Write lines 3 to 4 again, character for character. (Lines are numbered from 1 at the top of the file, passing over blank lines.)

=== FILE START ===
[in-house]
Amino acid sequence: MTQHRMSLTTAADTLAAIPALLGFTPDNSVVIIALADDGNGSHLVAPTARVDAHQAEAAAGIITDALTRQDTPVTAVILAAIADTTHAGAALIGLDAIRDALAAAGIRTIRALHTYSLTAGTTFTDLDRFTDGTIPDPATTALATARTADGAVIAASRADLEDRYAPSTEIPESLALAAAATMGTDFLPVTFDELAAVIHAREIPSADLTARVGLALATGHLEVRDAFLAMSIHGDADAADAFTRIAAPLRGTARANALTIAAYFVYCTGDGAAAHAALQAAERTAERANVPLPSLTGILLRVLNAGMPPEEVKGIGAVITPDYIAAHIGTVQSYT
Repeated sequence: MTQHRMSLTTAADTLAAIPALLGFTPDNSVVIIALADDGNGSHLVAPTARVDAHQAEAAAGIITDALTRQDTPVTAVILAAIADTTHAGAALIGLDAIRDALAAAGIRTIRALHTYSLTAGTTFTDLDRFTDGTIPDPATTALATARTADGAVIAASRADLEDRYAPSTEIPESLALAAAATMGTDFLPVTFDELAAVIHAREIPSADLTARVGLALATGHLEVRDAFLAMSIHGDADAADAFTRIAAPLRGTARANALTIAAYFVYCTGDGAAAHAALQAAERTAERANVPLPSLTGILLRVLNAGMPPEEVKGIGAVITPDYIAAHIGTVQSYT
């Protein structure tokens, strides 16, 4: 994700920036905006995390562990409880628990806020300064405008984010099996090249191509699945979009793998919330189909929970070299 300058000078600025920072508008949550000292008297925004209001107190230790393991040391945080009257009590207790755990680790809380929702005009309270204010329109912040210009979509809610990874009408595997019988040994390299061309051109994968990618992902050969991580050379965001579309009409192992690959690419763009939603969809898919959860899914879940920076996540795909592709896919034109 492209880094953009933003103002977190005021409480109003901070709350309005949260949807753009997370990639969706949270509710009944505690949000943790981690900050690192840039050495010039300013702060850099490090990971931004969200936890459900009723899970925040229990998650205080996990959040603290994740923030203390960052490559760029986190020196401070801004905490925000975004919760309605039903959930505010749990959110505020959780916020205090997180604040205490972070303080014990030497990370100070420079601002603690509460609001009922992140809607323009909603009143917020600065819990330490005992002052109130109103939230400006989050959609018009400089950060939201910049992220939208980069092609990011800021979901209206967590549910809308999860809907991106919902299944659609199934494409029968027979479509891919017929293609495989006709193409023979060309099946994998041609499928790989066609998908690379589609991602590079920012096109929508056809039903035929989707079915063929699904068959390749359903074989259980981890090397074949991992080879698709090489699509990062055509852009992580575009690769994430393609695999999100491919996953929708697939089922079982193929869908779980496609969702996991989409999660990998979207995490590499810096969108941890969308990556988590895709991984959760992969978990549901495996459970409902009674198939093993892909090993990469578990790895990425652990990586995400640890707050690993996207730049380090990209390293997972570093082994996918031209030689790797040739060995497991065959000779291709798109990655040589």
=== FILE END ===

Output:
Repeated sequence: MTQHRMSLTTAADTLAAIPALLGFTPDNSVVIIALADDGNGSHLVAPTARVDAHQAEAAAGIITDALTRQDTPVTAVILAAIADTTHAGAALIGLDAIRDALAAAGIRTIRALHTYSLTAGTTFTDLDRFTDGTIPDPATTALATARTADGAVIAASRADLEDRYAPSTEIPESLALAAAATMGTDFLPVTFDELAAVIHAREIPSADLTARVGLALATGHLEVRDAFLAMSIHGDADAADAFTRIAAPLRGTARANALTIAAYFVYCTGDGAAAHAALQAAERTAERANVPLPSLTGILLRVLNAGMPPEEVKGIGAVITPDYIAAHIGTVQSYT
């Protein structure tokens, strides 16, 4: 994700920036905006995390562990409880628990806020300064405008984010099996090249191509699945979009793998919330189909929970070299 300058000078600025920072508008949550000292008297925004209001107190230790393991040391945080009257009590207790755990680790809380929702005009309270204010329109912040210009979509809610990874009408595997019988040994390299061309051109994968990618992902050969991580050379965001579309009409192992690959690419763009939603969809898919959860899914879940920076996540795909592709896919034109 492209880094953009933003103002977190005021409480109003901070709350309005949260949807753009997370990639969706949270509710009944505690949000943790981690900050690192840039050495010039300013702060850099490090990971931004969200936890459900009723899970925040229990998650205080996990959040603290994740923030203390960052490559760029986190020196401070801004905490925000975004919760309605039903959930505010749990959110505020959780916020205090997180604040205490972070303080014990030497990370100070420079601002603690509460609001009922992140809607323009909603009143917020600065819990330490005992002052109130109103939230400006989050959609018009400089950060939201910049992220939208980069092609990011800021979901209206967590549910809308999860809907991106919902299944659609199934494409029968027979479509891919017929293609495989006709193409023979060309099946994998041609499928790989066609998908690379589609991602590079920012096109929508056809039903035929989707079915063929699904068959390749359903074989259980981890090397074949991992080879698709090489699509990062055509852009992580575009690769994430393609695999999100491919996953929708697939089922079982193929869908779980496609969702996991989409999660990998979207995490590499810096969108941890969308990556988590895709991984959760992969978990549901495996459970409902009674198939093993892909090993990469578990790895990425652990990586995400640890707050690993996207730049380090990209390293997972570093082994996918031209030689790797040739060995497991065959000779291709798109990655040589």